Manchester’s clean air zone (CAZ) plans have been put on hold after businesses said they would struggle to invest in cleaner vehicles.
In a statement from the department for environment, food and rural affairs (Defra), it recognised there had been “a number of challenges” for Greater Manchester, including the impact of Covid-19 on supply chains and the cost and availability of second-hand vehicles.
The CAZ was due to be launched on 30 May, with an ambition to bring down nitrogen dioxide (NO2) levels on local roads to within legal limits.
It will now be delayed until July.
Defra said: “According to evidence provided by Greater Manchester, these impacts will make it harder for people to upgrade to cleaner vehicles, meaning the clean air zone is unlikely to deliver compliance with legal limits by the original date of 2024.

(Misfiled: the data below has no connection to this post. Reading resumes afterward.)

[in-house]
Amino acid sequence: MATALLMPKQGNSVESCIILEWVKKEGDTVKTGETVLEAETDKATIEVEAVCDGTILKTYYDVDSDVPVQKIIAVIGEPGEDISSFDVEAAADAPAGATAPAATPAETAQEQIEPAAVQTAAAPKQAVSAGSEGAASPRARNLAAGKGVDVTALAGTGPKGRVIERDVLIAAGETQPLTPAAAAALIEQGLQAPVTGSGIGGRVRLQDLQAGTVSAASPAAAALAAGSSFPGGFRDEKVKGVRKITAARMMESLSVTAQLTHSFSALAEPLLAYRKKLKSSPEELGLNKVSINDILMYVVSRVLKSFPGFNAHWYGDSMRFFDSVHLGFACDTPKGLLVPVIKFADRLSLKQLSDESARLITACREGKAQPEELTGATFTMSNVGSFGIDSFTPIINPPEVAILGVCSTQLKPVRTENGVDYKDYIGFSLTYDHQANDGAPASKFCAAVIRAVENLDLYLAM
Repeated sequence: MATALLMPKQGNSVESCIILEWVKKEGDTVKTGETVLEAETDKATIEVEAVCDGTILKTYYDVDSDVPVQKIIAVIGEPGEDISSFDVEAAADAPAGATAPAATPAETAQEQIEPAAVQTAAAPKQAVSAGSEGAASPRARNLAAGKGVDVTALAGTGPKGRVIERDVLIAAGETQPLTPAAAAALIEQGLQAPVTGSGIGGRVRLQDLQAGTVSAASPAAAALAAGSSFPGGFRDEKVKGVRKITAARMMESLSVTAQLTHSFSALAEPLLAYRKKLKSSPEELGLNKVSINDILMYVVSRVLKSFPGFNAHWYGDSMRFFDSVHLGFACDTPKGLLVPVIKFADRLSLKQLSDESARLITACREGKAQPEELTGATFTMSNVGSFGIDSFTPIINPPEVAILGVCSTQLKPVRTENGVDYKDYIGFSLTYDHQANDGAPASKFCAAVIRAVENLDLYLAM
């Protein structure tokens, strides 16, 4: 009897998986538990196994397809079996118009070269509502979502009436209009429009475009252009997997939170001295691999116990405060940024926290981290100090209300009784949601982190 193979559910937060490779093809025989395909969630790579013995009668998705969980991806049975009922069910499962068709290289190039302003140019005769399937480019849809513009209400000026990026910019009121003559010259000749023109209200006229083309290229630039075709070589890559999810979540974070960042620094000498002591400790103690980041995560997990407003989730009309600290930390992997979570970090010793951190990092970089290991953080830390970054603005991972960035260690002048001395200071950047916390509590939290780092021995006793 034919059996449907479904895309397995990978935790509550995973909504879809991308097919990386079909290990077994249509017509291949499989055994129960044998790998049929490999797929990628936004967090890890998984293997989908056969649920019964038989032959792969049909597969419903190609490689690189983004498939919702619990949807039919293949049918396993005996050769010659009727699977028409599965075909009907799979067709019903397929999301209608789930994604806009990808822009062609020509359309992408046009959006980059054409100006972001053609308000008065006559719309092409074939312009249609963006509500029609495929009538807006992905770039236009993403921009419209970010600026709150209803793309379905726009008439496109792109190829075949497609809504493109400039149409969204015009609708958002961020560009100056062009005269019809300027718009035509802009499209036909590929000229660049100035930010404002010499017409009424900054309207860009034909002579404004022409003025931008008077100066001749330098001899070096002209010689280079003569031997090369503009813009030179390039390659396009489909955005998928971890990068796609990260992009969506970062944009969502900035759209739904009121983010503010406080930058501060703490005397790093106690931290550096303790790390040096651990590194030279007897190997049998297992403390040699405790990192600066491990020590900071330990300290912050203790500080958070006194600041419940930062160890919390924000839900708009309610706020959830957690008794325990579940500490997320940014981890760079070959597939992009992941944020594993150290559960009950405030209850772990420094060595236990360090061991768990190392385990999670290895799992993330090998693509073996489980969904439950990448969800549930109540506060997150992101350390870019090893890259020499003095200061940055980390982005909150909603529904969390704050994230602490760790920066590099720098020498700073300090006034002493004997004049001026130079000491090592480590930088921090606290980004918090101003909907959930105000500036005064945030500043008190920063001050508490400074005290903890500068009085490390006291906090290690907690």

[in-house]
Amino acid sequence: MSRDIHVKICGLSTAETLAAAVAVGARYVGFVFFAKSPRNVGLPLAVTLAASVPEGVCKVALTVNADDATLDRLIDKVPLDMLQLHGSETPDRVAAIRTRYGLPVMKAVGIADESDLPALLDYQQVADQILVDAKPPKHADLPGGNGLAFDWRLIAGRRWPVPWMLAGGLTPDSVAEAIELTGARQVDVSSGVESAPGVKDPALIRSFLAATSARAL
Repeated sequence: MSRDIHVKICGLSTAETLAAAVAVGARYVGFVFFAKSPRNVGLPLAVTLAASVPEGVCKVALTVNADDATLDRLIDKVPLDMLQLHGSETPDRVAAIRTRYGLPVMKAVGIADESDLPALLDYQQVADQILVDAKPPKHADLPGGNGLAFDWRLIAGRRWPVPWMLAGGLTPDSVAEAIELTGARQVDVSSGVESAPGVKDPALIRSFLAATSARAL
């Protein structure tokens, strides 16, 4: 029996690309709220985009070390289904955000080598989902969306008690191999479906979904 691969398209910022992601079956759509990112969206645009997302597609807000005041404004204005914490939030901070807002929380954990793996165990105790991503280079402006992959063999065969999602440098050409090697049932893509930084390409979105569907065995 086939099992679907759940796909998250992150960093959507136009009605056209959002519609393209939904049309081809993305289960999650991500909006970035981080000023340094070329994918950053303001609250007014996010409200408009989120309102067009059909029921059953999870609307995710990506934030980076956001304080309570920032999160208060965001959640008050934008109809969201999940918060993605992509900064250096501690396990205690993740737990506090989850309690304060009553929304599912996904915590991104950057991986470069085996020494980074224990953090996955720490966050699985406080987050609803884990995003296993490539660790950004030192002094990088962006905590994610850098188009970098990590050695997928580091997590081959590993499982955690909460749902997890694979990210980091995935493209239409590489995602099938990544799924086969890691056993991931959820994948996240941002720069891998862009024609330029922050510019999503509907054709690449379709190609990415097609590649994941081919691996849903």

“This has led the mayor of Greater Manchester to request more time to achieve NO2 compliance and enable Greater Manchester local authorities to review their NO2 plan.
“The government has carefully considered the mayor’s proposal and following meetings last week and further discussions today, the environment secretary has agreed to allow a short delay to the implementation of the clean air zone.”
Earlier this week, prime minister Boris Johnson described the CAZ plans as “completely unworkable”.
He said: “I know from my own experience how vital it is when you’re trying to clean up air in a great city that you do not unjustly penalise business and small business.”